Symren Gharial, formerly of Eighties Matchbox B-Line Disaster and Piano Wire is set to unveil his latest project, the dark industrial, bass heavy pop of Primitive Ignorant with the release of a deeply personal new album of collaborations featuring a host of Joyzine favourites including Le Junk, Daisy Coburn (Clever Thing), Joe Talbot of IDLES and Mick Jones of The Clash. John Clay caught up with Sym to find out more.
‘The words, and the fact that he’s saying them, make me feel genuinely emotional when I listen back to it. It’s very powerful for me…stirring.’ – Symren Gharial discussing IDLES vocalist, Joe Talbot’s collaboration on the album.
Hey there Sym. Thanks for granting me this interview time regarding your new album. One of the standout tracks features indie legend Daisy Coburn. Tell us about the shared vision you had for her voice in track ‘Beautiful Scum’?
It’s about the search for identity in a British right wing society. The sad desperation of wanting to be anything but yourself. Bleaching my skin to integrate. Joining gangs and wanting to be accepted. Self harm. Addiction. The doomed existence of a pleasure seeker. The fight against racism is a war against ignorance and unabashed brutality…
Why choose Daisy specifically for this track? What quality would you say her presence brings to the music/project?
She’s immeasurably authentic and utterly unique. The idea is for music and art to obliterate the standard and she’s the voice of a generation and a cultural phenomenon.
That’s a bold statement. Would you say the idea behind your project is to obliterate the standard and has it always been thus?
With such inflammatory world leaders, the surge in right wing support, the significance of the devastating murder of George Floyd, police brutality, a broken Britain after Brexit and covid, the disdain shown towards refugees and immigrants, gang violence, war and famine it’s vital and seriously so, that music is used as a portal to freedom and equality. There is so much power in music, we don’t even know it. A song or even a few words can change someone’s life if it’s grounded in the truth and an authentic belief in something better.
Your latest material is overtly political. Do you feel the London Underground community’s leading blogs could celebrate bands of colour more?
Absolutely. However, I know you and those you work with are doing a lot of work to increase coverage and challenge the convention John, so a lot of people appreciate that a lot. Thank you. What astonishes me is that I’ve only ever met three people of colour who work in the music industry. That is unbelievable. That has to change! But that change needs to happen in all areas of society too, in order to create equality and harmony.
Depends what you mean by work. There are a few out there, especially on the festival circuit that ought to get high praise. It’s amazing how such festivals such as Decolonise Fest don’t feature as much in our community’s collective awareness. Do you think that will change and are you ready for brands that will seek to use you as a tokenistic offering?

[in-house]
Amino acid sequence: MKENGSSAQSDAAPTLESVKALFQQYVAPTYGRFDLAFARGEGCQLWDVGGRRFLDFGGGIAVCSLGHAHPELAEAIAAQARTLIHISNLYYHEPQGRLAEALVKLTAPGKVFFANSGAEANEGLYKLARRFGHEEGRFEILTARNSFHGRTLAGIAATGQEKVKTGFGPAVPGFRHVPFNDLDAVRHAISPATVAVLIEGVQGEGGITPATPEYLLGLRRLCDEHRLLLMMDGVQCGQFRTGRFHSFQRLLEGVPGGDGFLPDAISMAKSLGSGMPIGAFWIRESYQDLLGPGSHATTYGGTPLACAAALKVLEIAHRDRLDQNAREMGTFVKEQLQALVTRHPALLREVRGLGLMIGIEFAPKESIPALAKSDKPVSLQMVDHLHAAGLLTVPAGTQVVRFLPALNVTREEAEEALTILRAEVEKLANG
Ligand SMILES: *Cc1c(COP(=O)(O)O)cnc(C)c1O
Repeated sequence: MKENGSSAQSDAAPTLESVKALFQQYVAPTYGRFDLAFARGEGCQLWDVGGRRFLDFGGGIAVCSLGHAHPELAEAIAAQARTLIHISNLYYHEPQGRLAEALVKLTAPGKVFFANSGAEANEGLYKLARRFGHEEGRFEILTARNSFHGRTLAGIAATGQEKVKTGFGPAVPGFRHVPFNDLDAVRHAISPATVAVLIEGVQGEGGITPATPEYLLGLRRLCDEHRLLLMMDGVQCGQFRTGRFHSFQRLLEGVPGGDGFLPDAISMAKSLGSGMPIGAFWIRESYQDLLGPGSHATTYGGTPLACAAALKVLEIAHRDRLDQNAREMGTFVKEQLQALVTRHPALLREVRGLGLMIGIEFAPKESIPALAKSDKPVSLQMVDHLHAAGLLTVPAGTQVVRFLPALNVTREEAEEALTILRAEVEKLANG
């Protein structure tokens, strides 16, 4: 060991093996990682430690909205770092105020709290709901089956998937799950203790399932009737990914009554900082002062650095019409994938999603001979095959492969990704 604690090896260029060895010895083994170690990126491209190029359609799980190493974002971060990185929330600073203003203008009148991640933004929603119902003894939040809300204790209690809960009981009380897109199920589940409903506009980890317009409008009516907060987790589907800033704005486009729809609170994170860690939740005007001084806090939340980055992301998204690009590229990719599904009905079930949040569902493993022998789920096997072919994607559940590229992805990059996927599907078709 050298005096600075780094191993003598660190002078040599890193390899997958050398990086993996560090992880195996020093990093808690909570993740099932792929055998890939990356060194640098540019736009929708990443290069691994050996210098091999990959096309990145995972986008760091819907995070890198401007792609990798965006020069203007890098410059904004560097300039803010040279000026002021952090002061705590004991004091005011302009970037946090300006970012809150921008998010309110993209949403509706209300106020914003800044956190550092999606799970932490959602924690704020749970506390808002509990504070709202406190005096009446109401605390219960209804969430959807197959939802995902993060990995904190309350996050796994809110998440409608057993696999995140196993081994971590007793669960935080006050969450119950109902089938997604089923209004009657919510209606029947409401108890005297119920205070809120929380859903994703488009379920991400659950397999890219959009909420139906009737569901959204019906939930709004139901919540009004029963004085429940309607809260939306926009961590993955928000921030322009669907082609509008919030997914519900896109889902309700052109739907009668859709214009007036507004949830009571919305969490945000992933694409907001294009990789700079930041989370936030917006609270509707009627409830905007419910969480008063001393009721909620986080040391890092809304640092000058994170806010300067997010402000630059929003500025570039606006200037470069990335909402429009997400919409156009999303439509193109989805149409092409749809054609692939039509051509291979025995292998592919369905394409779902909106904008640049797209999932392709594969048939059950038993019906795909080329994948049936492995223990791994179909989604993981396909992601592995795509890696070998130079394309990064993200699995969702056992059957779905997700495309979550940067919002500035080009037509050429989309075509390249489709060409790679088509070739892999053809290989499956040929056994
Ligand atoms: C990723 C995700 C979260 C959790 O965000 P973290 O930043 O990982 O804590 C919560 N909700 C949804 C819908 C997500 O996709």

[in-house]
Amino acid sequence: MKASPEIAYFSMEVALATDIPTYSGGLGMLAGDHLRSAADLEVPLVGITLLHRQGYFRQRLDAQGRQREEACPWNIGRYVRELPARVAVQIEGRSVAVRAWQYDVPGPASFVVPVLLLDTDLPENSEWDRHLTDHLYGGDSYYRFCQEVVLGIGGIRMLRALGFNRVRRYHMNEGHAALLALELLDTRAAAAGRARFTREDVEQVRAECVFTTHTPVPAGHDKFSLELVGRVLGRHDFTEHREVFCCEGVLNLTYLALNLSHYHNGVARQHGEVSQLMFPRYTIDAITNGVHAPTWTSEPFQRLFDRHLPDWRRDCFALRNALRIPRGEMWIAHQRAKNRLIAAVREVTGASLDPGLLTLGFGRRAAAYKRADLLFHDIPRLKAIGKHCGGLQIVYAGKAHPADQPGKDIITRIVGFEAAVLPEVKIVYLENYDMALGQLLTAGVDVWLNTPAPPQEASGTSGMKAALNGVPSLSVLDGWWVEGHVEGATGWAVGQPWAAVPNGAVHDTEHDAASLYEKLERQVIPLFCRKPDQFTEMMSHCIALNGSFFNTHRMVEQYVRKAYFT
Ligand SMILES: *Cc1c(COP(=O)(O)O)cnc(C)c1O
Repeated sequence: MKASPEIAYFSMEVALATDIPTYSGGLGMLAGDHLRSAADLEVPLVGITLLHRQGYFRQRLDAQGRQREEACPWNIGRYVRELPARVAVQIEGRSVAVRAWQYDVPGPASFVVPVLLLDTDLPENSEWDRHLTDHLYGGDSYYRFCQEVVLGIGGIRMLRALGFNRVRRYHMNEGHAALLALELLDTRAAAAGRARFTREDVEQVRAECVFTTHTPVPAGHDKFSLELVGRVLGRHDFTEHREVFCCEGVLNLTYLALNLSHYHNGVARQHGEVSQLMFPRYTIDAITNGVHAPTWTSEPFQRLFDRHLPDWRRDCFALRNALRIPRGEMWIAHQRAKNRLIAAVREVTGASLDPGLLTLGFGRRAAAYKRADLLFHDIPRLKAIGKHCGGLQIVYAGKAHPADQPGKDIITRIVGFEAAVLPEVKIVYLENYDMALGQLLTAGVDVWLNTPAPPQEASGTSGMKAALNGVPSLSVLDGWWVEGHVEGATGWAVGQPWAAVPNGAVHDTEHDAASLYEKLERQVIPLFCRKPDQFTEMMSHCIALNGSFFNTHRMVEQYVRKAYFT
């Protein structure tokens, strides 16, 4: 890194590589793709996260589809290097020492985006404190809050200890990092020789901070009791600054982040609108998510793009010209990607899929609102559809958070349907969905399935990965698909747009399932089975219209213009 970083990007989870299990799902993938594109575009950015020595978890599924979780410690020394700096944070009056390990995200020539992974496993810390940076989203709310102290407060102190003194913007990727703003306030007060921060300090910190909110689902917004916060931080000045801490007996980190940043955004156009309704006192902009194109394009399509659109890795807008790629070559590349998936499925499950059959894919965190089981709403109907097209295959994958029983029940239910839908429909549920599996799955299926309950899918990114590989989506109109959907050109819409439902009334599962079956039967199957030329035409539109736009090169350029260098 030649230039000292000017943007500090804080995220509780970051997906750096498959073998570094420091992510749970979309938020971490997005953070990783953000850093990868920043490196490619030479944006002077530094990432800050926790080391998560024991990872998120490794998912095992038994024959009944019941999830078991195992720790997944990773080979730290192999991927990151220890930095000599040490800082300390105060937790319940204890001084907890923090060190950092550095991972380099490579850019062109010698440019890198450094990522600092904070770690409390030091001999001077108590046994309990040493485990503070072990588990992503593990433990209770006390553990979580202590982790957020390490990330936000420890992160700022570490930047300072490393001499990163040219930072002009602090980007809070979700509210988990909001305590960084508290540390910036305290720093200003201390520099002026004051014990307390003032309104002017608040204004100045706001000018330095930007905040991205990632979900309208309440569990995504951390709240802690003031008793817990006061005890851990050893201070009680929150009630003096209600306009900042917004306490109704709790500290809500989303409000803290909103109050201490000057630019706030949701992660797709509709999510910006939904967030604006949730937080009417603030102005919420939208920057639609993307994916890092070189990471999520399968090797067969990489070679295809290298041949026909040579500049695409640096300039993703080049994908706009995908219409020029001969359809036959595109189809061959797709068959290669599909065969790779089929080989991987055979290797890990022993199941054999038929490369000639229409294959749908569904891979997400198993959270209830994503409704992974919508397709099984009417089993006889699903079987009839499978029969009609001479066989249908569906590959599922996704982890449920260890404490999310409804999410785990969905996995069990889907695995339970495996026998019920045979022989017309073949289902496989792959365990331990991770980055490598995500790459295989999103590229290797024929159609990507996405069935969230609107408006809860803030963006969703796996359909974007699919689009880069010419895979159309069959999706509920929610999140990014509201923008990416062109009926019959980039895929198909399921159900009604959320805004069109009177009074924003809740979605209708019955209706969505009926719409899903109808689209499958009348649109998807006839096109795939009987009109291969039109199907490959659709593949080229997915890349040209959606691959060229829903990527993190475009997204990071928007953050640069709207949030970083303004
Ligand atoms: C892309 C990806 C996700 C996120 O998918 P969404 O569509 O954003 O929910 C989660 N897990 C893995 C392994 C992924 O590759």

Music is so powerful because it generates hope and hope can manifest change. Change is always possible. We have to believe. Tokenism is a sickness. A disease created by capitalism and the greed and superficiality of our society. An inability to exude a comprehensive truth or wish to drive authentic change. That’s why artists have such a huge responsibility now. You can’t fuck about with your music. We need to use the songs to drive society. The politicians aren’t gonna do it.
On the topic of societal change, your album has a number of different vocalists and thus the potential to access more than a few bubbles of people. What was the thought process behind choosing many vocal identities and not just the one?
The record narrates the search for identity and the struggle against racism and self loathing that compels the adoption of a million personalities across parallel lives. It’s beautiful, unique and riveting to hear them sing such intimate details about my life and struggle. Some of them may have experienced similar things but the lyrics really drill deep into my past and expose my most private sufferings and fears. I’m proud that I shared my experience with them. It really makes me emotional.
Can you give a brief example of a private suffering vocalised on the record, perhaps citing the lyric that pertains to it?
Trying to bleach my skin is discussed in “Losing this skin” in ‘Beautiful Scum’. Also “If I cut my hair will I be like them?” in ‘Worship Art’ which talks about me cutting my hair and ceasing to wear a turban in order to feel accepted by British society. The struggle for identity and peace in Britain came at an extraordinarily high price for me. I’ve sacrificed everything.
Did you face resistance or – perhaps worse – apathy from family on these transgressions?